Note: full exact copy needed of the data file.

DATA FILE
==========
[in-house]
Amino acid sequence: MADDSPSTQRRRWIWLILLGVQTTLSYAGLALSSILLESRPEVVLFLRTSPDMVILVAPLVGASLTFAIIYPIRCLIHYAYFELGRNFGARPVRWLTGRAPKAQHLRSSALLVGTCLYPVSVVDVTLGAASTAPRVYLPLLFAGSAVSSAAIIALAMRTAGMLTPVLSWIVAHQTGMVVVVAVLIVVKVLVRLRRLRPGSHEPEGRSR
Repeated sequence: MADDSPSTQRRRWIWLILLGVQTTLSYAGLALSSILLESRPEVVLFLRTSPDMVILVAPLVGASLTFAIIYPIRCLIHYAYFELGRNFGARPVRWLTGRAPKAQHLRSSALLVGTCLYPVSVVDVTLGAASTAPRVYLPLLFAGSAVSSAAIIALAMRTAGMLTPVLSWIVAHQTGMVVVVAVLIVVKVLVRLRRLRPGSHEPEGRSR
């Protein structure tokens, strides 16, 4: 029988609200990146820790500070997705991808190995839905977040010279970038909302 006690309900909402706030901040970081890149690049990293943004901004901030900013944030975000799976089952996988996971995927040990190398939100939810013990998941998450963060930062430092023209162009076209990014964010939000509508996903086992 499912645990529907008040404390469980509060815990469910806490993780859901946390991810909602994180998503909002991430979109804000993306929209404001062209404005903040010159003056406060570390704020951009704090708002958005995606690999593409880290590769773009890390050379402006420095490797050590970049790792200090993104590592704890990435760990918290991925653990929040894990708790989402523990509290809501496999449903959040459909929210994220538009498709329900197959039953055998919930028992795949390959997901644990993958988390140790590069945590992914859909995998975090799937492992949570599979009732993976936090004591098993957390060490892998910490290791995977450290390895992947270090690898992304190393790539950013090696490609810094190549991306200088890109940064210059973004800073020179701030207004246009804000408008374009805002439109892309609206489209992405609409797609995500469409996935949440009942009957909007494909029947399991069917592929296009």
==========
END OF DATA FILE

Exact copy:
[in-house]
Amino acid sequence: MADDSPSTQRRRWIWLILLGVQTTLSYAGLALSSILLESRPEVVLFLRTSPDMVILVAPLVGASLTFAIIYPIRCLIHYAYFELGRNFGARPVRWLTGRAPKAQHLRSSALLVGTCLYPVSVVDVTLGAASTAPRVYLPLLFAGSAVSSAAIIALAMRTAGMLTPVLSWIVAHQTGMVVVVAVLIVVKVLVRLRRLRPGSHEPEGRSR
Repeated sequence: MADDSPSTQRRRWIWLILLGVQTTLSYAGLALSSILLESRPEVVLFLRTSPDMVILVAPLVGASLTFAIIYPIRCLIHYAYFELGRNFGARPVRWLTGRAPKAQHLRSSALLVGTCLYPVSVVDVTLGAASTAPRVYLPLLFAGSAVSSAAIIALAMRTAGMLTPVLSWIVAHQTGMVVVVAVLIVVKVLVRLRRLRPGSHEPEGRSR
């Protein structure tokens, strides 16, 4: 029988609200990146820790500070997705991808190995839905977040010279970038909302 006690309900909402706030901040970081890149690049990293943004901004901030900013944030975000799976089952996988996971995927040990190398939100939810013990998941998450963060930062430092023209162009076209990014964010939000509508996903086992 499912645990529907008040404390469980509060815990469910806490993780859901946390991810909602994180998503909002991430979109804000993306929209404001062209404005903040010159003056406060570390704020951009704090708002958005995606690999593409880290590769773009890390050379402006420095490797050590970049790792200090993104590592704890990435760990918290991925653990929040894990708790989402523990509290809501496999449903959040459909929210994220538009498709329900197959039953055998919930028992795949390959997901644990993958988390140790590069945590992914859909995998975090799937492992949570599979009732993976936090004591098993957390060490892998910490290791995977450290390895992947270090690898992304190393790539950013090696490609810094190549991306200088890109940064210059973004800073020179701030207004246009804000408008374009805002439109892309609206489209992405609409797609995500469409996935949440009942009957909007494909029947399991069917592929296009």